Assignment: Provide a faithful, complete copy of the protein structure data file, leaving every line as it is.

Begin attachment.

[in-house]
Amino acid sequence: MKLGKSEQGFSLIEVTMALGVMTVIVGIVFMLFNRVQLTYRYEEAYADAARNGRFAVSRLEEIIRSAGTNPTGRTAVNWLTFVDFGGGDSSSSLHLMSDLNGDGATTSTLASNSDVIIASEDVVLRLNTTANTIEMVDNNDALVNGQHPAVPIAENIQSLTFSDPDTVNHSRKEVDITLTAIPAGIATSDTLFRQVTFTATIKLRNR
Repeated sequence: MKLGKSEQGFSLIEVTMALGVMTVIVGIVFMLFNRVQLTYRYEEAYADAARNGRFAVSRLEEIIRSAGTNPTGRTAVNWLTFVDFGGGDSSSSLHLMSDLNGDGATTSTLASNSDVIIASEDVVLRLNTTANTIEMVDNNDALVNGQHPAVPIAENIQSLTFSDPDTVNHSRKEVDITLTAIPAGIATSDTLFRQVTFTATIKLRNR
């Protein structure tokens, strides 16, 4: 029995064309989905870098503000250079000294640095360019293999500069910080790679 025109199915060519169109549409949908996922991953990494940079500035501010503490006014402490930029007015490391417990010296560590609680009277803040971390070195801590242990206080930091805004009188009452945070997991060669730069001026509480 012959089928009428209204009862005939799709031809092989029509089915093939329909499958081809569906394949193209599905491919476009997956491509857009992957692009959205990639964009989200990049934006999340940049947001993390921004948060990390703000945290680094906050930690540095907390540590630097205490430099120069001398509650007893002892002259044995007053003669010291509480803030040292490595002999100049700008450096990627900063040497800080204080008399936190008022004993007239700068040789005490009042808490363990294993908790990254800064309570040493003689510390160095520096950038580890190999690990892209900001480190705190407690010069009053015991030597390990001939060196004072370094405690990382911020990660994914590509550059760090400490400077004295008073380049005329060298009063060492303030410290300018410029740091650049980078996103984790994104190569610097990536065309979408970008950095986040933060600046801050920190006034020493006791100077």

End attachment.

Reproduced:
[in-house]
Amino acid sequence: MKLGKSEQGFSLIEVTMALGVMTVIVGIVFMLFNRVQLTYRYEEAYADAARNGRFAVSRLEEIIRSAGTNPTGRTAVNWLTFVDFGGGDSSSSLHLMSDLNGDGATTSTLASNSDVIIASEDVVLRLNTTANTIEMVDNNDALVNGQHPAVPIAENIQSLTFSDPDTVNHSRKEVDITLTAIPAGIATSDTLFRQVTFTATIKLRNR
Repeated sequence: MKLGKSEQGFSLIEVTMALGVMTVIVGIVFMLFNRVQLTYRYEEAYADAARNGRFAVSRLEEIIRSAGTNPTGRTAVNWLTFVDFGGGDSSSSLHLMSDLNGDGATTSTLASNSDVIIASEDVVLRLNTTANTIEMVDNNDALVNGQHPAVPIAENIQSLTFSDPDTVNHSRKEVDITLTAIPAGIATSDTLFRQVTFTATIKLRNR
């Protein structure tokens, strides 16, 4: 029995064309989905870098503000250079000294640095360019293999500069910080790679 025109199915060519169109549409949908996922991953990494940079500035501010503490006014402490930029007015490391417990010296560590609680009277803040971390070195801590242990206080930091805004009188009452945070997991060669730069001026509480 012959089928009428209204009862005939799709031809092989029509089915093939329909499958081809569906394949193209599905491919476009997956491509857009992957692009959205990639964009989200990049934006999340940049947001993390921004948060990390703000945290680094906050930690540095907390540590630097205490430099120069001398509650007893002892002259044995007053003669010291509480803030040292490595002999100049700008450096990627900063040497800080204080008399936190008022004993007239700068040789005490009042808490363990294993908790990254800064309570040493003689510390160095520096950038580890190999690990892209900001480190705190407690010069009053015991030597390990001939060196004072370094405690990382911020990660994914590509550059760090400490400077004295008073380049005329060298009063060492303030410290300018410029740091650049980078996103984790994104190569610097990536065309979408970008950095986040933060600046801050920190006034020493006791100077």